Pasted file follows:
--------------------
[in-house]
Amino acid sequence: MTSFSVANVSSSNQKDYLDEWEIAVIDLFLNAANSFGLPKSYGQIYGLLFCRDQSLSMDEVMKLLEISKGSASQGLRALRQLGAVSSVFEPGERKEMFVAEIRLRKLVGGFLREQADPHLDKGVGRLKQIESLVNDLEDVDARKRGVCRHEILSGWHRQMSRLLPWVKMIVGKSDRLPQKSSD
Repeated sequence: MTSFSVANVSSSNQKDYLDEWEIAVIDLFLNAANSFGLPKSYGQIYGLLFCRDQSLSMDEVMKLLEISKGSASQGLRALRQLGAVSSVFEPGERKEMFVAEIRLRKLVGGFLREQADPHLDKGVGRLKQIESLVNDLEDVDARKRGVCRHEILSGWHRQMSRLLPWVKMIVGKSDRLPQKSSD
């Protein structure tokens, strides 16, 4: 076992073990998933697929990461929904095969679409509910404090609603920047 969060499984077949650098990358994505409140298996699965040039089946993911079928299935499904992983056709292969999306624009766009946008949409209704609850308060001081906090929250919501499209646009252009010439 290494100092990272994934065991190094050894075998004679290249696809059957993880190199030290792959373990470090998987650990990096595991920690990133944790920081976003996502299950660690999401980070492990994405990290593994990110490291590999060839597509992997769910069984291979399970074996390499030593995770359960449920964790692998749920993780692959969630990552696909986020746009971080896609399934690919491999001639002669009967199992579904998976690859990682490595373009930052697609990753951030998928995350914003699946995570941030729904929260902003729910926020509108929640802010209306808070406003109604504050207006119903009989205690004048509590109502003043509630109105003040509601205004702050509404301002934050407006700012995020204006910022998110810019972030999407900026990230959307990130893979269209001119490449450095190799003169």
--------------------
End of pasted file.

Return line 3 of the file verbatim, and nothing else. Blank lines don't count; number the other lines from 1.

Repeated sequence: MTSFSVANVSSSNQKDYLDEWEIAVIDLFLNAANSFGLPKSYGQIYGLLFCRDQSLSMDEVMKLLEISKGSASQGLRALRQLGAVSSVFEPGERKEMFVAEIRLRKLVGGFLREQADPHLDKGVGRLKQIESLVNDLEDVDARKRGVCRHEILSGWHRQMSRLLPWVKMIVGKSDRLPQKSSD